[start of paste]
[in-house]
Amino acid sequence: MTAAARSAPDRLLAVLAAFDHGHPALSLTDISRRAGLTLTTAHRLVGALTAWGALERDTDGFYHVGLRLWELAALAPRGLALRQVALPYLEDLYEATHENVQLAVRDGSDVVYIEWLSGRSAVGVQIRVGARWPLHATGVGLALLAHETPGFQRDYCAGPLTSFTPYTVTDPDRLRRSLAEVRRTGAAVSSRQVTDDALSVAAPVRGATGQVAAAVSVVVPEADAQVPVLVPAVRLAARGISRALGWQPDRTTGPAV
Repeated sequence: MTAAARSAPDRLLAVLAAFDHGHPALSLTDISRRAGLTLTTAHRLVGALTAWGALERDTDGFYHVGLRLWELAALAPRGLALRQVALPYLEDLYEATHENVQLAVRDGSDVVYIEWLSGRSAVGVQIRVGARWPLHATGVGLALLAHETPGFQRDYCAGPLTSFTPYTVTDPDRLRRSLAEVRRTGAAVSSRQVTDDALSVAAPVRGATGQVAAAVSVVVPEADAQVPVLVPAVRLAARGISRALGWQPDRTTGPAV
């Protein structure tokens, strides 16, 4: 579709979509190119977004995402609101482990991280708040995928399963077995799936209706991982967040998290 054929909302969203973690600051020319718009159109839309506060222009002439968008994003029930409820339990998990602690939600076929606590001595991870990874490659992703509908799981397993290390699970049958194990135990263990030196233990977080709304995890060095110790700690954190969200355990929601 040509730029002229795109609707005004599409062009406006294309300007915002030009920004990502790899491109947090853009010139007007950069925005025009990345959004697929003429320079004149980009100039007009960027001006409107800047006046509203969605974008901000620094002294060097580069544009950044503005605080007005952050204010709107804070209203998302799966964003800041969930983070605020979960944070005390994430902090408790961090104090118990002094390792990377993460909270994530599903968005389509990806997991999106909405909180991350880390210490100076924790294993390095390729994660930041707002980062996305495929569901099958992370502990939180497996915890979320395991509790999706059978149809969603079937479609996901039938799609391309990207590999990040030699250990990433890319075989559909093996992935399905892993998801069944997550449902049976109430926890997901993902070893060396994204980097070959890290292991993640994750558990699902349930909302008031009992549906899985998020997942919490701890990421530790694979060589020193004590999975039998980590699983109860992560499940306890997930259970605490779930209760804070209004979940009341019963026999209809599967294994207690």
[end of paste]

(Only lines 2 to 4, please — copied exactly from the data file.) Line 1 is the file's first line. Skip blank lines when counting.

Amino acid sequence: MTAAARSAPDRLLAVLAAFDHGHPALSLTDISRRAGLTLTTAHRLVGALTAWGALERDTDGFYHVGLRLWELAALAPRGLALRQVALPYLEDLYEATHENVQLAVRDGSDVVYIEWLSGRSAVGVQIRVGARWPLHATGVGLALLAHETPGFQRDYCAGPLTSFTPYTVTDPDRLRRSLAEVRRTGAAVSSRQVTDDALSVAAPVRGATGQVAAAVSVVVPEADAQVPVLVPAVRLAARGISRALGWQPDRTTGPAV
Repeated sequence: MTAAARSAPDRLLAVLAAFDHGHPALSLTDISRRAGLTLTTAHRLVGALTAWGALERDTDGFYHVGLRLWELAALAPRGLALRQVALPYLEDLYEATHENVQLAVRDGSDVVYIEWLSGRSAVGVQIRVGARWPLHATGVGLALLAHETPGFQRDYCAGPLTSFTPYTVTDPDRLRRSLAEVRRTGAAVSSRQVTDDALSVAAPVRGATGQVAAAVSVVVPEADAQVPVLVPAVRLAARGISRALGWQPDRTTGPAV
């Protein structure tokens, strides 16, 4: 579709979509190119977004995402609101482990991280708040995928399963077995799936209706991982967040998290 054929909302969203973690600051020319718009159109839309506060222009002439968008994003029930409820339990998990602690939600076929606590001595991870990874490659992703509908799981397993290390699970049958194990135990263990030196233990977080709304995890060095110790700690954190969200355990929601 040509730029002229795109609707005004599409062009406006294309300007915002030009920004990502790899491109947090853009010139007007950069925005025009990345959004697929003429320079004149980009100039007009960027001006409107800047006046509203969605974008901000620094002294060097580069544009950044503005605080007005952050204010709107804070209203998302799966964003800041969930983070605020979960944070005390994430902090408790961090104090118990002094390792990377993460909270994530599903968005389509990806997991999106909405909180991350880390210490100076924790294993390095390729994660930041707002980062996305495929569901099958992370502990939180497996915890979320395991509790999706059978149809969603079937479609996901039938799609391309990207590999990040030699250990990433890319075989559909093996992935399905892993998801069944997550449902049976109430926890997901993902070893060396994204980097070959890290292991993640994750558990699902349930909302008031009992549906899985998020997942919490701890990421530790694979060589020193004590999975039998980590699983109860992560499940306890997930259970605490779930209760804070209004979940009341019963026999209809599967294994207690």